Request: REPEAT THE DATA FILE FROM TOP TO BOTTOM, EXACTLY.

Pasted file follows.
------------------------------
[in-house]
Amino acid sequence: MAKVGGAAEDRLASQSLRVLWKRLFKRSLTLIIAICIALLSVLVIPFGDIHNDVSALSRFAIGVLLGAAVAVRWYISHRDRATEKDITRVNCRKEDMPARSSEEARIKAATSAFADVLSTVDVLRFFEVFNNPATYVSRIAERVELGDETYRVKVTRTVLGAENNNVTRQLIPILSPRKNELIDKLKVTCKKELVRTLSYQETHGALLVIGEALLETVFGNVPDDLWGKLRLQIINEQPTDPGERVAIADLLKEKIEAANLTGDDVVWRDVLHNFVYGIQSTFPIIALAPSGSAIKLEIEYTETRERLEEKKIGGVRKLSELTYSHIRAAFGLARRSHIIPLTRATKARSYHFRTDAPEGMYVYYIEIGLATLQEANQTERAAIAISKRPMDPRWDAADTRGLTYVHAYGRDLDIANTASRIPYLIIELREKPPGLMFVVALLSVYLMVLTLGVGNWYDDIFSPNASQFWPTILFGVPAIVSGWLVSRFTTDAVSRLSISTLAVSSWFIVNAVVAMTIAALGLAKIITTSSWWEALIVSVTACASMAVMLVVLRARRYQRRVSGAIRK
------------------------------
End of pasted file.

[in-house]
Amino acid sequence: MAKVGGAAEDRLASQSLRVLWKRLFKRSLTLIIAICIALLSVLVIPFGDIHNDVSALSRFAIGVLLGAAVAVRWYISHRDRATEKDITRVNCRKEDMPARSSEEARIKAATSAFADVLSTVDVLRFFEVFNNPATYVSRIAERVELGDETYRVKVTRTVLGAENNNVTRQLIPILSPRKNELIDKLKVTCKKELVRTLSYQETHGALLVIGEALLETVFGNVPDDLWGKLRLQIINEQPTDPGERVAIADLLKEKIEAANLTGDDVVWRDVLHNFVYGIQSTFPIIALAPSGSAIKLEIEYTETRERLEEKKIGGVRKLSELTYSHIRAAFGLARRSHIIPLTRATKARSYHFRTDAPEGMYVYYIEIGLATLQEANQTERAAIAISKRPMDPRWDAADTRGLTYVHAYGRDLDIANTASRIPYLIIELREKPPGLMFVVALLSVYLMVLTLGVGNWYDDIFSPNASQFWPTILFGVPAIVSGWLVSRFTTDAVSRLSISTLAVSSWFIVNAVVAMTIAALGLAKIITTSSWWEALIVSVTACASMAVMLVVLRARRYQRRVSGAIRK